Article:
The workshop was part of the pre-event activities building towards the annual SEI Science Forum that brought together over 45 participants drawn from different communities of practice to learn more about water security and modelling using the WEAP tool and share their experiences on how the tool has aided in informing decisions and policies formulation. The theme of this year’s forum is environmental governance and diplomacy in the post-globalization era.
The forum was held today October 15, 2019. The participants had the opportunity to gain hands-on experience with WEAP model and to play an online “serious” game based on a WEAP model developed for Southeast Asia. Through the sharing of experiences and a participatory discussion, the workshop sought to connect current and future WEAP users to create a community of practice in Africa using WEAP in-classroom settings, for research and to inform policy and the public with linkages of the model to water policy. The tool is currently being used in over 180 countries at local, regional and global levels to support in policy formulation and decision-making processes. It can handle large volumes of datasets and run different scenarios, which allows the users to test different policy options and create different scenarios.
Speaking during the event, Gordon Mumbo, the Team Leader for the Sustainable Water Management for the Mara River Basin, established how the tool has played a crucial role in the development of water allocation planning process in the lower Mara Basin in Tanzania. “The tool has aided the project in understanding the water use from different sources and the possible gaps in future. It plays an essential role in the effective management of water resources through water allocation models and provision of data for evidence-based policymaking process,” noted Mumbo. The Mara river has multiple uses – including domestic, agricultural, livestock, tourism, wildlife, mining, among others. The changing climate and population growth could potentially constrain the ability of the river to meet the current and future needs, a complexity that the USAID-funded Sustainable Water Partnership (SWP) led by Winrock International with SEI as a strategic partner aims to address through the Sustainable Water for Mara River basin. The hydrological models for Mara basin that were developed using WEAP tool have the ability to predict future water security and gaps in the basin under various future scenarios.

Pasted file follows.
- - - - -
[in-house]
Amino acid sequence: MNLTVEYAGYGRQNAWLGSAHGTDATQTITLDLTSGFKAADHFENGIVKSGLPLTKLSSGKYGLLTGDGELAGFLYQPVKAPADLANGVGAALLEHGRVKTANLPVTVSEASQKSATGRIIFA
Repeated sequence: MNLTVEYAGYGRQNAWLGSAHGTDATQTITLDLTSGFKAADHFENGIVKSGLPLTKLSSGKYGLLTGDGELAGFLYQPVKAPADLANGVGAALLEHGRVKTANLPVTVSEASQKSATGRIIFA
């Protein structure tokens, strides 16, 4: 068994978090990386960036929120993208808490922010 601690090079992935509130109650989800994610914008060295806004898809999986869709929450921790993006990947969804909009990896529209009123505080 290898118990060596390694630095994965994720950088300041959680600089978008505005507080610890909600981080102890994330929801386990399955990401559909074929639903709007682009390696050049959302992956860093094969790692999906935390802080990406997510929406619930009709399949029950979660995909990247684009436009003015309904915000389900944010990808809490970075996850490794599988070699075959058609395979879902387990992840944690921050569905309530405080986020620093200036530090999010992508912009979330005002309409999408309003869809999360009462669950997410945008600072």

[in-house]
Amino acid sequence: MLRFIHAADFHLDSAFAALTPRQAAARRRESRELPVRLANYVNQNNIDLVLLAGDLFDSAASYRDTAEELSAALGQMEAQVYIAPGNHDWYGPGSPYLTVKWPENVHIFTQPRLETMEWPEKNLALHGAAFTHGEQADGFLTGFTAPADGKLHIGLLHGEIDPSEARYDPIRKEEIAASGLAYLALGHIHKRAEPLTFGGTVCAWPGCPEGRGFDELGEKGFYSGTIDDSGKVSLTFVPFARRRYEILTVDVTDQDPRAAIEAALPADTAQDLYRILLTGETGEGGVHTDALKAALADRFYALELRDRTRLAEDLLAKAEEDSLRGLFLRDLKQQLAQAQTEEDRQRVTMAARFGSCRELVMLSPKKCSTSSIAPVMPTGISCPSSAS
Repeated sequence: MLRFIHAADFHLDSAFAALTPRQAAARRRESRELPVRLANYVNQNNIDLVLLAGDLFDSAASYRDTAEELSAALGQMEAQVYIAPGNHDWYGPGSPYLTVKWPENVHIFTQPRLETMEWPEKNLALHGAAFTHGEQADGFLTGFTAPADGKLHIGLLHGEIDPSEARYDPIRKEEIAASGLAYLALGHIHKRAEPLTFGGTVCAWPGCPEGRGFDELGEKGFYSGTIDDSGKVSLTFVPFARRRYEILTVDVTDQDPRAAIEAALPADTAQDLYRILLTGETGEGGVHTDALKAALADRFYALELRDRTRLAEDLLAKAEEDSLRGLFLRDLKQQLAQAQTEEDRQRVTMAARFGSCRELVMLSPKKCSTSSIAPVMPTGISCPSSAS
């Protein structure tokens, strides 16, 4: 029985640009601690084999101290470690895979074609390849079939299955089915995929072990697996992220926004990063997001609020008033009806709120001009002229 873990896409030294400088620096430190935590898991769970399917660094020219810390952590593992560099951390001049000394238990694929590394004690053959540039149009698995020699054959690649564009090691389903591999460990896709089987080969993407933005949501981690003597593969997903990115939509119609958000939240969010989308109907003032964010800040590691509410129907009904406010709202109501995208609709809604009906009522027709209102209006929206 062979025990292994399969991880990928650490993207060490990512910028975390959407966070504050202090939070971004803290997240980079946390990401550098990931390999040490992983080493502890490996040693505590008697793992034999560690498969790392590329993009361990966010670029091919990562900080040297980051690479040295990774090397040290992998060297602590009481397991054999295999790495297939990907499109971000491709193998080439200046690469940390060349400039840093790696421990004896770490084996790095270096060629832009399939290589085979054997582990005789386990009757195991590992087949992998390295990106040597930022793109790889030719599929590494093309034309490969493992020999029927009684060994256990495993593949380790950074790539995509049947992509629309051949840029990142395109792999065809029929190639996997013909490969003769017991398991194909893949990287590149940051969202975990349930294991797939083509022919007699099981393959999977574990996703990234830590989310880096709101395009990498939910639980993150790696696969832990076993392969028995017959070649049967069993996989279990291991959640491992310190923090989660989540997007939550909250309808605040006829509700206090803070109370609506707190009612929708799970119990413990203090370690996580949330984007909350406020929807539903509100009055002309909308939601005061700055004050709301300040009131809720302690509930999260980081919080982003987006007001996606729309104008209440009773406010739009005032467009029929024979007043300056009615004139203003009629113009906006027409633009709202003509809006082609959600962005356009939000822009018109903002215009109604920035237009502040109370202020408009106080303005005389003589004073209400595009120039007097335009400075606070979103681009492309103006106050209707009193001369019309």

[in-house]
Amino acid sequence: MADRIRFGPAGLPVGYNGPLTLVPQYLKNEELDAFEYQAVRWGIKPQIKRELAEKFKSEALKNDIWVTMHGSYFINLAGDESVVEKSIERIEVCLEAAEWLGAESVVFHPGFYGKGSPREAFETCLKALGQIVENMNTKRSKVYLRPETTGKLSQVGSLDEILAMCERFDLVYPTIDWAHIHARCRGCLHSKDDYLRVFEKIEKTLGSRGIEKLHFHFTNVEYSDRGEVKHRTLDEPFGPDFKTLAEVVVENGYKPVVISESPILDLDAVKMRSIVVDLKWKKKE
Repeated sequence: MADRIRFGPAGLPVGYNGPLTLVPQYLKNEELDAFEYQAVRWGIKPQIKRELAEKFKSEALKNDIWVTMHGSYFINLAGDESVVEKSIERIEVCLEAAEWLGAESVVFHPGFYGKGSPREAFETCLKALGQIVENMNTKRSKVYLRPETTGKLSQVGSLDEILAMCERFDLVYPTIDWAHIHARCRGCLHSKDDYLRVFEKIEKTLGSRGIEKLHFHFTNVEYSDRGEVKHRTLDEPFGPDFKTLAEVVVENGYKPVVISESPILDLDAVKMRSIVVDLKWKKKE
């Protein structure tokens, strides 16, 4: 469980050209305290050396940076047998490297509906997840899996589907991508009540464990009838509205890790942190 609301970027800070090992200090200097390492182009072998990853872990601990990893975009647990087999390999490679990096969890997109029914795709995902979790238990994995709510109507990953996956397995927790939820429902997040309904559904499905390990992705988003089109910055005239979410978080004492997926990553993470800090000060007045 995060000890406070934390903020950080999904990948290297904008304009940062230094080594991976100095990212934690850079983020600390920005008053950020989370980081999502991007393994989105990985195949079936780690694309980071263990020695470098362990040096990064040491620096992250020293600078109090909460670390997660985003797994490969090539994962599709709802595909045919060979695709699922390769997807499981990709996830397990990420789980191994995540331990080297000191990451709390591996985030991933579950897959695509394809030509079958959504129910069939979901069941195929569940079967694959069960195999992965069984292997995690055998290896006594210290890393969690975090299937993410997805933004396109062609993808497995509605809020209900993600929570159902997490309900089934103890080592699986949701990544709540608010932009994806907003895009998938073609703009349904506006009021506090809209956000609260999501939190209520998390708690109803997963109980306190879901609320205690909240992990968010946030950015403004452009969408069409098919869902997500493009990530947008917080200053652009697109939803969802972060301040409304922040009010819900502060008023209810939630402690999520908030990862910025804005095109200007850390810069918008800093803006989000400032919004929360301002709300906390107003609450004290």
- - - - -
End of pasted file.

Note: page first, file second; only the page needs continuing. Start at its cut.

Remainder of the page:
Dr Emmanuel Nkurunziza, the RCMRD Director-General, reiterated the need for partnership and collaboration among the stakeholders to effectively manage and optimally use the natural resources to support lives and livelihoods. He praised the cordial working relationship with SEI that had made the workshop possible and encouraged the participants to continue using the tool within their areas of practice. “As a regional organization, we are working towards supporting the government and other stakeholders in promoting effective use of their resources to benefit the society. Tools such as WEAP can help in effective allocation of resources in a sustainable manner,” he noted.